From what I have understood, we need atleast a reboot after application (which needs to be displayed in systray). So that explorer.exe writes the required block in registry and on subsequent launch of application we can change the value from 0->2 and restart explorer.exe to display our application permanently in systray.

Is it possible to avoid reboot?
I used regmon to see that Dropbox also modifies same registry key and restarts explorer.exe.
Only difference is that dropbox’s icon comes in systray as soon as explorer.exe restarts. It does not need a system restart/logoff.

Any solution to avoid system reboot/logoff?

3. Forcing notification area Icons to always show in Windows 7 or Windows 8 - 4sysops - February 20, 2013

[…] for us, Micah Rowland has spent a while reverse engineering this key, and produced a very handy script that easily allows us to force icons to be […]

4. Eric - December 7, 2012

Nice Job! One simple problem. OpenVPN Gui Makes multiple notification entries with the same name. One is green for connected and one is red for disconnected. Your app.exe shows both entries but only allows me to change the second (red) entry. I am sure this is a quick fix in your code but I am unable to figure it out.

5. JB - September 24, 2012

I think there is a mistake in the rot13 function. The M and m are not translated to Z and z. You have to replace by this :

Function Rot13($byteToRot)
if($byteToRot -gt 64 -and $byteToRot -lt 91)
$bytRot = $($($byteToRot – 65 + 13) % 26 + 65)
return $bytRot
elseif($byteToRot -gt 96 -and $byteToRot -lt 123)
$bytRot = $($($byteToRot – 97 + 13) % 26 + 97)
return $bytRot
return $byteToRot

6. Jeanb - September 4, 2012

How can I use this for all users ?
I tried to customize then copy the reg to the default profile but doesn’t work.

I also tried to use it in creating an activesetup but it doesn’t like explorer kill during first logon.

For a single user, are you using it in logon script, if not, how ?

7. Script to hide system tray icons - August 9, 2012

[…] […]

8. Greg - July 27, 2012

Is there a way to read what the program names that are stored?

9. hianz - July 13, 2012

Awesome Work Dude!

I recoded it in C#. Now its faster :).


10. Brian Gonzalez - May 24, 2012

Doesn’t appear to be working for me at all. Here is my command and output. Nothing is changed on the TaskTray.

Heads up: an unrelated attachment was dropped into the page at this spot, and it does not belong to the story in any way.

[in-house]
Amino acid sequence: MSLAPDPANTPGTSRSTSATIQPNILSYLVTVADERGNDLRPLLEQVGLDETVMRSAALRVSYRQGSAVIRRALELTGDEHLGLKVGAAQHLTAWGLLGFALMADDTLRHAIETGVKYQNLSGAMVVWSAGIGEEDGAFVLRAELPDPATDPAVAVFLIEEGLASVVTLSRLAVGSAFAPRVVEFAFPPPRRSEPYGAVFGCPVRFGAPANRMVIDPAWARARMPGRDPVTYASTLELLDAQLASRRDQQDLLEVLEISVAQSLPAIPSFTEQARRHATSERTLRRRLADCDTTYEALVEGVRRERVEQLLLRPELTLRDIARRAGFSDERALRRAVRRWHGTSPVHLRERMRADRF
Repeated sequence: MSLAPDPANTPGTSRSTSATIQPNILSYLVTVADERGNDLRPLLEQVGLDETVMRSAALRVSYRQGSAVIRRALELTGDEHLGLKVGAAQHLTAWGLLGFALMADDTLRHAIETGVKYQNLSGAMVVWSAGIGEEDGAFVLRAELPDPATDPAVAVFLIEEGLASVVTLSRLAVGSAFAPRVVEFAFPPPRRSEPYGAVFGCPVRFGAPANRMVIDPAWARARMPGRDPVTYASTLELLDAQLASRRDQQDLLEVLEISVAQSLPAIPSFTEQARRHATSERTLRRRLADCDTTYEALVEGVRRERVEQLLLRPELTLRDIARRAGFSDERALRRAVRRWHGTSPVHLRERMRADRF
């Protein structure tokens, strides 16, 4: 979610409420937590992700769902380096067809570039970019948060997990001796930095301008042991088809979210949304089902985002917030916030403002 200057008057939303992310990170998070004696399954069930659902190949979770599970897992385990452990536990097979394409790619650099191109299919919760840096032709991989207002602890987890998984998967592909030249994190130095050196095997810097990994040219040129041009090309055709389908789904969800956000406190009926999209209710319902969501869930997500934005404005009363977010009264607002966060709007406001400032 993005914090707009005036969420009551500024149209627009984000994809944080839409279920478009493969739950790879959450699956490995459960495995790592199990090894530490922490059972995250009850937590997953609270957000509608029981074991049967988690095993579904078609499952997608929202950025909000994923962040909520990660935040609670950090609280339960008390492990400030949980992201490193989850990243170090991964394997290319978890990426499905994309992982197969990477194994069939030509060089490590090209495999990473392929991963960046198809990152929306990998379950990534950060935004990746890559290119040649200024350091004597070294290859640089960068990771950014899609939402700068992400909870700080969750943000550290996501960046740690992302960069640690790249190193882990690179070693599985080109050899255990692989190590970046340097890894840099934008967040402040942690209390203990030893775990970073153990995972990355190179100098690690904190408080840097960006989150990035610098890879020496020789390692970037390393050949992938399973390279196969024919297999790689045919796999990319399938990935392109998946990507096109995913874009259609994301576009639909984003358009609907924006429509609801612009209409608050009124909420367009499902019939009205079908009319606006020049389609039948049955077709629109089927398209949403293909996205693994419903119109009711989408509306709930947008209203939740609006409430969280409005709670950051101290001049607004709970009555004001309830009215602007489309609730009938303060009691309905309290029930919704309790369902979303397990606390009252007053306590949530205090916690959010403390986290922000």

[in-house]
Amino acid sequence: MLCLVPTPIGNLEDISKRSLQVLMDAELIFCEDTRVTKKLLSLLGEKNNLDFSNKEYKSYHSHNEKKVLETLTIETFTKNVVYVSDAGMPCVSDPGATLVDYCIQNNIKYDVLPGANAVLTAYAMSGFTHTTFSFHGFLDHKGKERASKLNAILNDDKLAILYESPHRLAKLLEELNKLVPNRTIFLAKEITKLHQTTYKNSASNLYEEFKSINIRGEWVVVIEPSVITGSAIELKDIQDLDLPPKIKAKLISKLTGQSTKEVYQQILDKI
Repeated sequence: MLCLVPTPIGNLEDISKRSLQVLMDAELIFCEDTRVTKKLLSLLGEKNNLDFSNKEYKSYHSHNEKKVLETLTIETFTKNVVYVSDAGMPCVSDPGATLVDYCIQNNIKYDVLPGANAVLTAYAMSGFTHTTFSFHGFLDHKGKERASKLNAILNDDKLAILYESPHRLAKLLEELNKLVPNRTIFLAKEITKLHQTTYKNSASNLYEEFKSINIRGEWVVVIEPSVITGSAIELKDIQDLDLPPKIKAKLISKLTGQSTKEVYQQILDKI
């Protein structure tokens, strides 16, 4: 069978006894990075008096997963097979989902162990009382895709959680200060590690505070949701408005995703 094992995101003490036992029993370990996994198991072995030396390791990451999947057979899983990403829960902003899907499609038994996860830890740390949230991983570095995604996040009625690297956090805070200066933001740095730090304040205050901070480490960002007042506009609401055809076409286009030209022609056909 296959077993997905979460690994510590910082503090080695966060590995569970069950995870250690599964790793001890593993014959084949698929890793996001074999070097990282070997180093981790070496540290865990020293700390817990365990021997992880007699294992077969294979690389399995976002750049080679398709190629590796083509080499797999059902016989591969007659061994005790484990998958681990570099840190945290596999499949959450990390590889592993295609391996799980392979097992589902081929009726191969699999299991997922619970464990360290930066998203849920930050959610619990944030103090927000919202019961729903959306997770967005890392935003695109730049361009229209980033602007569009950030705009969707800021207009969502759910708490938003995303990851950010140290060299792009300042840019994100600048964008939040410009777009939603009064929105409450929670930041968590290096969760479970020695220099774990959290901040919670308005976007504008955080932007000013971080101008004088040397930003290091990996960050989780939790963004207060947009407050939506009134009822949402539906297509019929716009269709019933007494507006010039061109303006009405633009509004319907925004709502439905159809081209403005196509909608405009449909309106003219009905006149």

powershell -file TrayNotify.ps1 -ProgramName “WSwitch.exe” -Setting 1
Item Found with WSwitch.exe in item starting with byte 19700

It finds the item, but I can’t tell if it changes anything.

-Brian G (supportishere.com)

11. Nirav - May 3, 2012

Can somebody write this in vbscript?

12. Röndi - January 16, 2012

HI Guys

With witch Program i can find the existing Text Strings in the Binary Value. Thanks for your help.

13. Olli Janatuinen - October 18, 2011

Thank you very much about that script.

I don’t fully understand Windows logic to select name witch is used in registry but when using little bit time you can find all you want.

Here some examples:
With Microsoft Security Essentials you need use name “icrosoft Security Client” because “Microsoft Security Client” or “microsoft Security Client” not working.

Citrix Receiver Application is detected with name “Citrix Receiver”

Windows Task Manager is detected with name “Windows Task”

Windows Update is detected with name “wuauclt”

Hope this helps admins to find right program names 🙂

14. Robert Riegler - August 3, 2011

Hello, why does the script last so long
.\Change_W7_NotificationArea.ps1 -ProgramName “taskmgr” -Setting 1
i want to search for the Taskmanager and disable it
with above command i get following output
“Program not found. Programs are case sensitive.”
Time: 2 minutes to show output.

I´m not sure how i have to specifiy the programname
and why does it take that long?
I hav a 2core 3 Ghz computer

15. Windows 7 Notification Area Automation « MS Tech BLOG - August 3, 2011
16. Ankur Mishra - July 9, 2011

You people are genius, Greater going ….please keep it up

17. NP - July 8, 2011

Ugh. Better you than me. Thanks for figuring this out to the level you’ve done.

Oh, Microsoft… You’ve come so far with manageability, but still so much more to do…